Secretary-General

The Challenge of Competitiveness in Europe: an OECD perspective

 

Remarks by Angel Gurría, Secretary-General OECD

Bratislava, 6 December 2012

(As prepared for delivery)

 

Excellencies, dear students, Ladies and Gentlemen,


It is a pleasure to be here today to receive this honoris causa degree from the University of Economics in Bratislava. This university has an impressively high employability rate of its graduates – almost 97%! This is a mark of relevance and I feel honoured to join your alumni.


Today, I would like to focus on one of the most pressing challenges for restoring growth, creating jobs and better opportunities for European citizens: I am talking about the need to regain competitiveness and tackle imbalances in the euro area.


Europe needs to regain competitiveness as a new source of growth


Despite significant differences among countries, the euro area faces a slowdown in activity, with real GDP projected to contract mildly in 2013, but it is expected to gather momentum gradually throughout 2014 according to our latest projections released last week. Some parts of the European industry have lost ground in global markets, while the emerging economies have gained market share and have moved up the export value chain.

 

This outlook reflects  significant differences in competitiveness between the European countries with large external deficits and those with large external surpluses. These differences are not new and they have exacerbated the internal imbalances in the euro area. Addressing these challenges is key to a better outlook for Europe.

 

Competitiveness is essentially about productivity. It is about how much each worker produces per hour worked and how much output the economy produces by combining all of its resources: labour, capital and skills. There is a wide gap between the best and low performers in Europe and this gap reflects primary differences in the level of productivity across countries.

And it is not only the level of productivity at a given moment that matters for competitiveness. The evolution of productivity is just as important and it varies significantly from country to country. Productivity is generally lower in the southern euro area countries and in Central and Eastern Europe, despite some fast convergence in the latter countries. But overall, during the last decade the increase in productivity in the Euro area has been less than 1% per year - below the OECD average and below Japan and the United States.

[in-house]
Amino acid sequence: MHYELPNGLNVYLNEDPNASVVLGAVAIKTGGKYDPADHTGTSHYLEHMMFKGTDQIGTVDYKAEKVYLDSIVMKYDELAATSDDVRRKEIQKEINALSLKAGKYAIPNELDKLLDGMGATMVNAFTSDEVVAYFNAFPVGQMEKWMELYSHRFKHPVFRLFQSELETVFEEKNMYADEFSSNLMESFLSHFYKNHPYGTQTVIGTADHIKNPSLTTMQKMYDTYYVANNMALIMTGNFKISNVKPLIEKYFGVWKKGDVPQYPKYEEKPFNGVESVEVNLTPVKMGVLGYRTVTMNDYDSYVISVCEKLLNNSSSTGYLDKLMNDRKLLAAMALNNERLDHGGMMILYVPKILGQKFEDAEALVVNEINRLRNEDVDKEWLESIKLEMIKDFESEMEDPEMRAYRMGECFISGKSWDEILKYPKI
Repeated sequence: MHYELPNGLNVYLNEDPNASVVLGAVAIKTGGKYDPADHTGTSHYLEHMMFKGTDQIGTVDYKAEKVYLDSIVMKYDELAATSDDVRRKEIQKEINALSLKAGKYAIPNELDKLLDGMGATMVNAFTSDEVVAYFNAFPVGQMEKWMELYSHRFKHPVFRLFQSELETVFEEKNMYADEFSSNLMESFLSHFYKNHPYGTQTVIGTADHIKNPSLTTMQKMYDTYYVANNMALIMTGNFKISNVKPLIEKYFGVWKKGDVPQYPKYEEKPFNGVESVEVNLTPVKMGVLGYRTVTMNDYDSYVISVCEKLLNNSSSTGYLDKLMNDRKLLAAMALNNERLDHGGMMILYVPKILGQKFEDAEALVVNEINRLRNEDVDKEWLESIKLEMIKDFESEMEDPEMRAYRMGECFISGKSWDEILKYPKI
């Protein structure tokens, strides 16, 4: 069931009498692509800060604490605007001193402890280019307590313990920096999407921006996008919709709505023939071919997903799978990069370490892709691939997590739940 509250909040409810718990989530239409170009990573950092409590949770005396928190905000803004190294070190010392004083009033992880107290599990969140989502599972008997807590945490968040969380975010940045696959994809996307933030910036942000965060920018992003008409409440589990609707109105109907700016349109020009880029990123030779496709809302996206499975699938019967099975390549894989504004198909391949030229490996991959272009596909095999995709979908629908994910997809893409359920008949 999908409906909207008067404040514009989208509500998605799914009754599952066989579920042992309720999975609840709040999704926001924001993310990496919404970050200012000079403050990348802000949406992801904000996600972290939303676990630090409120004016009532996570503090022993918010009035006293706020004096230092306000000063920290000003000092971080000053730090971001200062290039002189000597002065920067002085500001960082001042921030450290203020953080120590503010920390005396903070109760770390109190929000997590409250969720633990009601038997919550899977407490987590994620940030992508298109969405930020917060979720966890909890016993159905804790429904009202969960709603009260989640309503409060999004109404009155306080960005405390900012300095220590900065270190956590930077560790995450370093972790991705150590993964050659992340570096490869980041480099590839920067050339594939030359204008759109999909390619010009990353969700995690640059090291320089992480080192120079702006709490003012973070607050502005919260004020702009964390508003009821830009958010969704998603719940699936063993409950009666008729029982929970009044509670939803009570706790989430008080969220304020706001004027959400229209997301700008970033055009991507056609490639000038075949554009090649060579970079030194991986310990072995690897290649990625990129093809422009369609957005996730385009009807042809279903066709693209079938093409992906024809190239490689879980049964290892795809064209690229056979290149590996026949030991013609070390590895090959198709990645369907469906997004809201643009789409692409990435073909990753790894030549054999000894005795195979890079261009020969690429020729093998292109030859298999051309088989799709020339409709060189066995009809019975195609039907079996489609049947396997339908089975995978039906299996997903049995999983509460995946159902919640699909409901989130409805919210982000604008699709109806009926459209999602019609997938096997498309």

Unsurprisingly, unit labour costs have diverged considerably in the euro area. This reflects the different trends in productivity growth and in wage compensation among countries. In Germany, wages have increased moderately, resulting in flat unit labour costs. But in countries such as Greece, Ireland, Italy, Portugal and Spain, wages kept rising over the past decade, despite moderate or even stagnant productivity growth. This divergence in unit labour costs has played an important role in the trade and current account imbalances that have built up in the euro area since its inception.


Looking ahead, productivity is likely to grow slowly in Europe under current policies. According to the OECD medium-term projections, labour productivity will grow by 1.6% per year in the euro area through 2025, close to the average of the years between 1990 and 2010. This needs to change! Low productivity growth has important implications for the growth potential of European countries. As the European population ages, productivity will need to rise to offset the losses resulting from the shrinking working-age population.

We must address these worrying trends to place Europe back on a sustainable growth path. But can we achieve this? Let me table 6 key policy recommendations.

 


 

Policies to regain competitiveness in Europe